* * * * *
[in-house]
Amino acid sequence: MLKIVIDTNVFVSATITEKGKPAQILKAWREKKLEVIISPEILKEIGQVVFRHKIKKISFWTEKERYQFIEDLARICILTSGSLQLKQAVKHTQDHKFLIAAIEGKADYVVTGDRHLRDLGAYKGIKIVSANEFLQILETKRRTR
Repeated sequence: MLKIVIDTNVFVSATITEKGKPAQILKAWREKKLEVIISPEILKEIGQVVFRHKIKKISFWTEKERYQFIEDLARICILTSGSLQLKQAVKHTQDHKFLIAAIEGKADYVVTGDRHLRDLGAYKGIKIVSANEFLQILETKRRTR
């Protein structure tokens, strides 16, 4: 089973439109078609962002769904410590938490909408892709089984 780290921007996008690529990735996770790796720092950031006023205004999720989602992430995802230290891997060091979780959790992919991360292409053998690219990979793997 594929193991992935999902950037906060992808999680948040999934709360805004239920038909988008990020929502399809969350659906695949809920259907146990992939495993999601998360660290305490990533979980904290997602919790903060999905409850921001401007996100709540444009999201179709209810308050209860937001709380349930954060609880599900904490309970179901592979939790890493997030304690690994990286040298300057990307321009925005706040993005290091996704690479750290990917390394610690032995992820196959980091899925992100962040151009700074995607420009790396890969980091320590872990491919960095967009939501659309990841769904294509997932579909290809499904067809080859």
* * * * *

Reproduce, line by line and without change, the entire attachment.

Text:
[in-house]
Amino acid sequence: MLKIVIDTNVFVSATITEKGKPAQILKAWREKKLEVIISPEILKEIGQVVFRHKIKKISFWTEKERYQFIEDLARICILTSGSLQLKQAVKHTQDHKFLIAAIEGKADYVVTGDRHLRDLGAYKGIKIVSANEFLQILETKRRTR
Repeated sequence: MLKIVIDTNVFVSATITEKGKPAQILKAWREKKLEVIISPEILKEIGQVVFRHKIKKISFWTEKERYQFIEDLARICILTSGSLQLKQAVKHTQDHKFLIAAIEGKADYVVTGDRHLRDLGAYKGIKIVSANEFLQILETKRRTR
């Protein structure tokens, strides 16, 4: 089973439109078609962002769904410590938490909408892709089984 780290921007996008690529990735996770790796720092950031006023205004999720989602992430995802230290891997060091979780959790992919991360292409053998690219990979793997 594929193991992935999902950037906060992808999680948040999934709360805004239920038909988008990020929502399809969350659906695949809920259907146990992939495993999601998360660290305490990533979980904290997602919790903060999905409850921001401007996100709540444009999201179709209810308050209860937001709380349930954060609880599900904490309970179901592979939790890493997030304690690994990286040298300057990307321009925005706040993005290091996704690479750290990917390394610690032995992820196959980091899925992100962040151009700074995607420009790396890969980091320590872990491919960095967009939501659309990841769904294509997932579909290809499904067809080859």